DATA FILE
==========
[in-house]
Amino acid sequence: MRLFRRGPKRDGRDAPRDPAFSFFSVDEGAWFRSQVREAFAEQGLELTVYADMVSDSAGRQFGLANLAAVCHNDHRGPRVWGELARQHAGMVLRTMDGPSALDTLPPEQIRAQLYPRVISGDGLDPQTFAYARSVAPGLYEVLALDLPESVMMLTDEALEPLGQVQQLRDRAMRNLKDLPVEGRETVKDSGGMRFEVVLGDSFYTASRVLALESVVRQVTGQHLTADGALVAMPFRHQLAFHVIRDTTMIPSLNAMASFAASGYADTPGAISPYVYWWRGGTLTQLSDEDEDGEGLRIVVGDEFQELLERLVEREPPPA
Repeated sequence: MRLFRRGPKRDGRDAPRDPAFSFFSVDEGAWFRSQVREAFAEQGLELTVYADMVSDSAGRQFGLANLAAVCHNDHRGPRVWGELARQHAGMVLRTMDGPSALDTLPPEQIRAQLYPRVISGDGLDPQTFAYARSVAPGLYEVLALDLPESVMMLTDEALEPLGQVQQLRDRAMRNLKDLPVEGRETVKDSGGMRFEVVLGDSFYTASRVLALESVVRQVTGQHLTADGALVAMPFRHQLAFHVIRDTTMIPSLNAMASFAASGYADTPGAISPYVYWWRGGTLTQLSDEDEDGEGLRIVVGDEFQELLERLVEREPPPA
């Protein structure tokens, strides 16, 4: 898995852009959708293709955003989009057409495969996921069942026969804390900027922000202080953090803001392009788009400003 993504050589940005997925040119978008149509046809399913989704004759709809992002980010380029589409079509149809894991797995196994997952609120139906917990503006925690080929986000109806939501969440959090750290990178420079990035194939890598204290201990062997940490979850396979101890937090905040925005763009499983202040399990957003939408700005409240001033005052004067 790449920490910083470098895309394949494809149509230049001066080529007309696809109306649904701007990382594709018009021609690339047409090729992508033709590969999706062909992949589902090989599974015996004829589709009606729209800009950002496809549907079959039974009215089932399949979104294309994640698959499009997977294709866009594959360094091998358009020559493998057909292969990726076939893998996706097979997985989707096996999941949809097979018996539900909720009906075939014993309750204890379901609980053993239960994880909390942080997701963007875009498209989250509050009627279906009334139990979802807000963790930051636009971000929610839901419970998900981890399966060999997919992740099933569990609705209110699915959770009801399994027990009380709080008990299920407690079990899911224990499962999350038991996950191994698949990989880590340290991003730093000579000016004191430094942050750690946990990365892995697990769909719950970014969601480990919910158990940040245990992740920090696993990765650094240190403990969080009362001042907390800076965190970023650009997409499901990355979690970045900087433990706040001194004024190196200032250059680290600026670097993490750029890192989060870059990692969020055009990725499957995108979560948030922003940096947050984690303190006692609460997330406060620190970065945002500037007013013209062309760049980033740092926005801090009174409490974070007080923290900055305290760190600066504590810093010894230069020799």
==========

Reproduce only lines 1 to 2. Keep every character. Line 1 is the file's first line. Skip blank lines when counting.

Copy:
[in-house]
Amino acid sequence: MRLFRRGPKRDGRDAPRDPAFSFFSVDEGAWFRSQVREAFAEQGLELTVYADMVSDSAGRQFGLANLAAVCHNDHRGPRVWGELARQHAGMVLRTMDGPSALDTLPPEQIRAQLYPRVISGDGLDPQTFAYARSVAPGLYEVLALDLPESVMMLTDEALEPLGQVQQLRDRAMRNLKDLPVEGRETVKDSGGMRFEVVLGDSFYTASRVLALESVVRQVTGQHLTADGALVAMPFRHQLAFHVIRDTTMIPSLNAMASFAASGYADTPGAISPYVYWWRGGTLTQLSDEDEDGEGLRIVVGDEFQELLERLVEREPPPA